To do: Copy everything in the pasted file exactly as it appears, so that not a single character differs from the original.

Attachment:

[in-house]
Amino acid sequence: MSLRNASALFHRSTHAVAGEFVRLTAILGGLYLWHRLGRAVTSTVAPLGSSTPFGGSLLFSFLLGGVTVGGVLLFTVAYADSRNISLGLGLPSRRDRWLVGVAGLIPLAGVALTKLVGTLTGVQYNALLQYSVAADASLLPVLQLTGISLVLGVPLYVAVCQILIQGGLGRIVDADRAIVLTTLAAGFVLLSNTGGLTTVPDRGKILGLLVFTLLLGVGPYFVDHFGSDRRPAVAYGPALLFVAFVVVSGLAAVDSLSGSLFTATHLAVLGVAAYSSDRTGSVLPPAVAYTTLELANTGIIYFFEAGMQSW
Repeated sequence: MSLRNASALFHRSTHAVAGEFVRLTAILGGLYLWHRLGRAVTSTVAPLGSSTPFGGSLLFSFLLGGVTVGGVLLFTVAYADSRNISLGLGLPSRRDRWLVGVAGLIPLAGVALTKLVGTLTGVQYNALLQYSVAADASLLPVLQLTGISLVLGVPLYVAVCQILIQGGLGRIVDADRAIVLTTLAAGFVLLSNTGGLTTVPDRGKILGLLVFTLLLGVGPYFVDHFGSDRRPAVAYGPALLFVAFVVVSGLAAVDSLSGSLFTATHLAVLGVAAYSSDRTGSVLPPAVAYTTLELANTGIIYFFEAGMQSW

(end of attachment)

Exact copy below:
[in-house]
Amino acid sequence: MSLRNASALFHRSTHAVAGEFVRLTAILGGLYLWHRLGRAVTSTVAPLGSSTPFGGSLLFSFLLGGVTVGGVLLFTVAYADSRNISLGLGLPSRRDRWLVGVAGLIPLAGVALTKLVGTLTGVQYNALLQYSVAADASLLPVLQLTGISLVLGVPLYVAVCQILIQGGLGRIVDADRAIVLTTLAAGFVLLSNTGGLTTVPDRGKILGLLVFTLLLGVGPYFVDHFGSDRRPAVAYGPALLFVAFVVVSGLAAVDSLSGSLFTATHLAVLGVAAYSSDRTGSVLPPAVAYTTLELANTGIIYFFEAGMQSW
Repeated sequence: MSLRNASALFHRSTHAVAGEFVRLTAILGGLYLWHRLGRAVTSTVAPLGSSTPFGGSLLFSFLLGGVTVGGVLLFTVAYADSRNISLGLGLPSRRDRWLVGVAGLIPLAGVALTKLVGTLTGVQYNALLQYSVAADASLLPVLQLTGISLVLGVPLYVAVCQILIQGGLGRIVDADRAIVLTTLAAGFVLLSNTGGLTTVPDRGKILGLLVFTLLLGVGPYFVDHFGSDRRPAVAYGPALLFVAFVVVSGLAAVDSLSGSLFTATHLAVLGVAAYSSDRTGSVLPPAVAYTTLELANTGIIYFFEAGMQSW